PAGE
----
2. Discuss the benefits of WordPress VIP.

Provide examples of solutions to your pain points and offer an overview of the main benefits, including:

3. Weigh the downsides of migrating.

Whether you’re already using WordPress, or set up on a different platform, offer a realistic look at what migration entails.

  • It may cost more than you’re used to for a CMS
  • Additional training may be needed for content and development teams
  • You may need  to partner with an approved agency
  • There will be a learning curve to content publishing and metric reporting
  • The migration process can be tenuous and intensive

4. Circle back to the positive outcomes.

Remind them why the training and added cost will impact ROI and business growth in the end.

Back up your case with data

Now that you’ve made your case, cement it with proof that migrating to WordPress VIP is right for your organization.

There are a few ways you can do this:

Irresistible, data-driven insights

Take your pain points and provide an in-depth look at how the WordPress VIP agile CMS platform will improve the experience of your teams and customers, ultimately resulting in business growth.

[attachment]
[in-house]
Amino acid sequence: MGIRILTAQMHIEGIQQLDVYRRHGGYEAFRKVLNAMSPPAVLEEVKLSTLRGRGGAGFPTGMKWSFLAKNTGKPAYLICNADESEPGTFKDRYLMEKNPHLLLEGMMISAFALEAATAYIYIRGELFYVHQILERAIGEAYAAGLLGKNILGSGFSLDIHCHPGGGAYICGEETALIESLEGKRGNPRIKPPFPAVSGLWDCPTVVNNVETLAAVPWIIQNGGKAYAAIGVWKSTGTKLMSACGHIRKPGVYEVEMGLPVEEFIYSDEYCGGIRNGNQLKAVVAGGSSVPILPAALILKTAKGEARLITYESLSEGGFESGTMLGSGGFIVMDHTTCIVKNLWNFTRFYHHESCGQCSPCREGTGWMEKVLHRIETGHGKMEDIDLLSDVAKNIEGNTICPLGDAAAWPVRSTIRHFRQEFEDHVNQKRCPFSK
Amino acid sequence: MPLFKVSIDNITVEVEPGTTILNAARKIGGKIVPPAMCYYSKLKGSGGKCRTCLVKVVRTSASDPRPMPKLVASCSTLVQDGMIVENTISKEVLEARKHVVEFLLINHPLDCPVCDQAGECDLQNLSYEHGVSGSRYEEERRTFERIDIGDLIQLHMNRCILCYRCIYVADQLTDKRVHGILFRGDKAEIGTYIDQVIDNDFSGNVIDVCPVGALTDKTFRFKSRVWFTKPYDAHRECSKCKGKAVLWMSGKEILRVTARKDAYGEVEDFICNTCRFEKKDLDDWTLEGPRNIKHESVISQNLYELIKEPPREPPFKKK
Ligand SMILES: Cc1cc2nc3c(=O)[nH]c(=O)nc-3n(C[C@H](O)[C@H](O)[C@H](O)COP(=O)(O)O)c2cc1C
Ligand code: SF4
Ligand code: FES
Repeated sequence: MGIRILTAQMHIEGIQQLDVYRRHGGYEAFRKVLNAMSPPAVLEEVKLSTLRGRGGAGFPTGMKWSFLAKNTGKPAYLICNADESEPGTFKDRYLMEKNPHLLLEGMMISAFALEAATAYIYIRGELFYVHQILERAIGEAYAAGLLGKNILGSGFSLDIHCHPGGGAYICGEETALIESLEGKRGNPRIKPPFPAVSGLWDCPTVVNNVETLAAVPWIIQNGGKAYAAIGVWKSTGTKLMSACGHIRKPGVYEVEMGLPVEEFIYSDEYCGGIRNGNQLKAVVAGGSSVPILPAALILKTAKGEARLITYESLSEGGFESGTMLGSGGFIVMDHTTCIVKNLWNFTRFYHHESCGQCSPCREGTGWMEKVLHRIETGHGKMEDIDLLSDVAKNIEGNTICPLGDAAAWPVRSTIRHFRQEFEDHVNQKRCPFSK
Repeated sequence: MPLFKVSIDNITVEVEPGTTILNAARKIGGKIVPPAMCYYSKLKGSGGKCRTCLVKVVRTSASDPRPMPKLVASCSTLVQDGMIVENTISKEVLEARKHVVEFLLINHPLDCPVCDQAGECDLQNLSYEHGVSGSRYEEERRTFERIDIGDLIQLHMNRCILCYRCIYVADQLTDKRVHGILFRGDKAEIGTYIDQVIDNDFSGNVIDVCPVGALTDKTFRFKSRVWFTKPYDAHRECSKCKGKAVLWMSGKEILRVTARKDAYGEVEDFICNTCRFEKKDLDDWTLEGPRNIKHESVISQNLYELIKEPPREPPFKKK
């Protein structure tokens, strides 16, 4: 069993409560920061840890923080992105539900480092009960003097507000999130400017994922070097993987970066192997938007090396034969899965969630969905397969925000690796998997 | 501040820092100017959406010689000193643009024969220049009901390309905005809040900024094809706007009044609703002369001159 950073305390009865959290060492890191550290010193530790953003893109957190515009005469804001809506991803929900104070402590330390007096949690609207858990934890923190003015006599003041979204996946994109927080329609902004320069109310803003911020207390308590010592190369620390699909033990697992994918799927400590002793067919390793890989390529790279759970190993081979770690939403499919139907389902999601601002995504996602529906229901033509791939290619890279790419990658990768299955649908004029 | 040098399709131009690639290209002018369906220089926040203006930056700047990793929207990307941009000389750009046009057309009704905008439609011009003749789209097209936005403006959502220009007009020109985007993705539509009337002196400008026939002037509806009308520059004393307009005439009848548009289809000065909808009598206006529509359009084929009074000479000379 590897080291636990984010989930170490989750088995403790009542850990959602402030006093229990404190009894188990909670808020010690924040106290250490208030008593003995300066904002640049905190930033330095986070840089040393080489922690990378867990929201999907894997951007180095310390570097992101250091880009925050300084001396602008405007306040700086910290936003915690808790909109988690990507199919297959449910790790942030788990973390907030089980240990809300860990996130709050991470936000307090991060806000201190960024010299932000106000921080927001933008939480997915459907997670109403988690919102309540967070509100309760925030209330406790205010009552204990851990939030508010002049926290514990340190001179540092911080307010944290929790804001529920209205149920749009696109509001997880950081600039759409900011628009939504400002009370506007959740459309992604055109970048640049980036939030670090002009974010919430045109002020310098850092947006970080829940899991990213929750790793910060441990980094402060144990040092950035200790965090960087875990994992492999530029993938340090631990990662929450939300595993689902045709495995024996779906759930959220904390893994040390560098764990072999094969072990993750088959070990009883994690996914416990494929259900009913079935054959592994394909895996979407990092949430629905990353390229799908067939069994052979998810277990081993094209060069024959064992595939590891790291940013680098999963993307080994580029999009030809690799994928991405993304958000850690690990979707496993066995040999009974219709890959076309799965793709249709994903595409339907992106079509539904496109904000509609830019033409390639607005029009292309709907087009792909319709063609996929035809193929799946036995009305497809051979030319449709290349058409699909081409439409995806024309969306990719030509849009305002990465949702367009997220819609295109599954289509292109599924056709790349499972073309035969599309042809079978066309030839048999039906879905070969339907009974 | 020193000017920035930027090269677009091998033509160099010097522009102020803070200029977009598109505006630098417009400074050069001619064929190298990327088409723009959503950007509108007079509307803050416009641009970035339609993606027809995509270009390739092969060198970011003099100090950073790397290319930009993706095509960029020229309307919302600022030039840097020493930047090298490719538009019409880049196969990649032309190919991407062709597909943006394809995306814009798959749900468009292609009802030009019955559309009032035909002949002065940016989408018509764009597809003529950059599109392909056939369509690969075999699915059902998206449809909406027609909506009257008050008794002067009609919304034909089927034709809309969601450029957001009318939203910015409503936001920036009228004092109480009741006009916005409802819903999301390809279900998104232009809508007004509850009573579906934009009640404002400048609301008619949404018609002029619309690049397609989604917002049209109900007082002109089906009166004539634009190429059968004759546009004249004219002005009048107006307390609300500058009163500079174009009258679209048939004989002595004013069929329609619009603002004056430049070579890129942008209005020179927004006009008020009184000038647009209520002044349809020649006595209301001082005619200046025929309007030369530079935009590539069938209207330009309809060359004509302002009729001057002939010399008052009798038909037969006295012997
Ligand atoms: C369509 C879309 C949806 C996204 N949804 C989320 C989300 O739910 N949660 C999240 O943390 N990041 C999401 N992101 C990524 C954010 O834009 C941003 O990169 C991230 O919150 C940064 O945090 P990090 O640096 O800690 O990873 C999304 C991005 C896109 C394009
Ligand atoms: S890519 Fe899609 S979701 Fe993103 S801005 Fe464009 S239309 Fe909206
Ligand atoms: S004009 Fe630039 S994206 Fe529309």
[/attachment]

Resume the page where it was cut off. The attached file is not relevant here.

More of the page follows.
For example, if you want to improve site performance, pull reports from your current site. What are your standard response or load times? During U.S. election week in 2020, WordPress VIP maintained 100% uptime and response times of 144 milliseconds (even for sites like FiveThirtyEight dealing with 132,000 requests per second). 

Or maybe you want to improve content analytics workflows. Look at how many people on your team have access to your analytics tool, and how many of those people actually understand what they’re looking at., part of WordPress VIP, vastly improves analytics usership by offering an easy, simplified look at how your content is actually performing.

A chart comparing the usage of Google Analytics and by editors at NAPCO. Of the 40 or so editors across NAPCO, fewer than ten felt comfortable with Google Analytics. Now with, 33 NAPCO editors log in at least once a month and they generate recurring reports that update over 50 people with the latest analytics.

Real customer stories with winning outcomes